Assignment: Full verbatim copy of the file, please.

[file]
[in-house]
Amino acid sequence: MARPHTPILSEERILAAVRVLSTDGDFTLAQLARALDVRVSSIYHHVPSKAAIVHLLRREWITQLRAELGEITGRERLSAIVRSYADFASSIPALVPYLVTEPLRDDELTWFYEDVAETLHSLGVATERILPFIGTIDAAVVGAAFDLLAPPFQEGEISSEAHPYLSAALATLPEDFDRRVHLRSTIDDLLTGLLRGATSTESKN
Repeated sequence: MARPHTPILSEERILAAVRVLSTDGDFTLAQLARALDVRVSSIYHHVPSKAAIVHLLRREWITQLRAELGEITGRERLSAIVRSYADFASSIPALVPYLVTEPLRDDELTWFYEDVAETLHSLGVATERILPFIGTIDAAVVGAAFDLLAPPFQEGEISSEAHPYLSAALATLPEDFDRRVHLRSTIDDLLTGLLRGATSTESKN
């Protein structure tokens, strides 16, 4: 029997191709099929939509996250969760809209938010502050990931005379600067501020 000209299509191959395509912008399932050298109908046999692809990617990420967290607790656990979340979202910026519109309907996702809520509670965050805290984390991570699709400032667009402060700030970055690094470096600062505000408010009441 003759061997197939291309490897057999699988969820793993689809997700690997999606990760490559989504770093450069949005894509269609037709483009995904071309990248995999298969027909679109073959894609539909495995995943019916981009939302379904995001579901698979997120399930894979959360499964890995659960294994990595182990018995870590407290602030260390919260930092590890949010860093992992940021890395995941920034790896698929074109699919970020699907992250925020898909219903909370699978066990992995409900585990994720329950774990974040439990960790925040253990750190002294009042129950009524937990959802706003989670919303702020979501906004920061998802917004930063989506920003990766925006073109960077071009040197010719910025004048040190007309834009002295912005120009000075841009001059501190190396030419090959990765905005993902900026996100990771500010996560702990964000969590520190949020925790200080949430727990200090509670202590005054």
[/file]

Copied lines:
[in-house]
Amino acid sequence: MARPHTPILSEERILAAVRVLSTDGDFTLAQLARALDVRVSSIYHHVPSKAAIVHLLRREWITQLRAELGEITGRERLSAIVRSYADFASSIPALVPYLVTEPLRDDELTWFYEDVAETLHSLGVATERILPFIGTIDAAVVGAAFDLLAPPFQEGEISSEAHPYLSAALATLPEDFDRRVHLRSTIDDLLTGLLRGATSTESKN
Repeated sequence: MARPHTPILSEERILAAVRVLSTDGDFTLAQLARALDVRVSSIYHHVPSKAAIVHLLRREWITQLRAELGEITGRERLSAIVRSYADFASSIPALVPYLVTEPLRDDELTWFYEDVAETLHSLGVATERILPFIGTIDAAVVGAAFDLLAPPFQEGEISSEAHPYLSAALATLPEDFDRRVHLRSTIDDLLTGLLRGATSTESKN
């Protein structure tokens, strides 16, 4: 029997191709099929939509996250969760809209938010502050990931005379600067501020 000209299509191959395509912008399932050298109908046999692809990617990420967290607790656990979340979202910026519109309907996702809520509670965050805290984390991570699709400032667009402060700030970055690094470096600062505000408010009441 003759061997197939291309490897057999699988969820793993689809997700690997999606990760490559989504770093450069949005894509269609037709483009995904071309990248995999298969027909679109073959894609539909495995995943019916981009939302379904995001579901698979997120399930894979959360499964890995659960294994990595182990018995870590407290602030260390919260930092590890949010860093992992940021890395995941920034790896698929074109699919970020699907992250925020898909219903909370699978066990992995409900585990994720329950774990974040439990960790925040253990750190002294009042129950009524937990959802706003989670919303702020979501906004920061998802917004930063989506920003990766925006073109960077071009040197010719910025004048040190007309834009002295912005120009000075841009001059501190190396030419090959990765905005993902900026996100990771500010996560702990964000969590520190949020925790200080949430727990200090509670202590005054």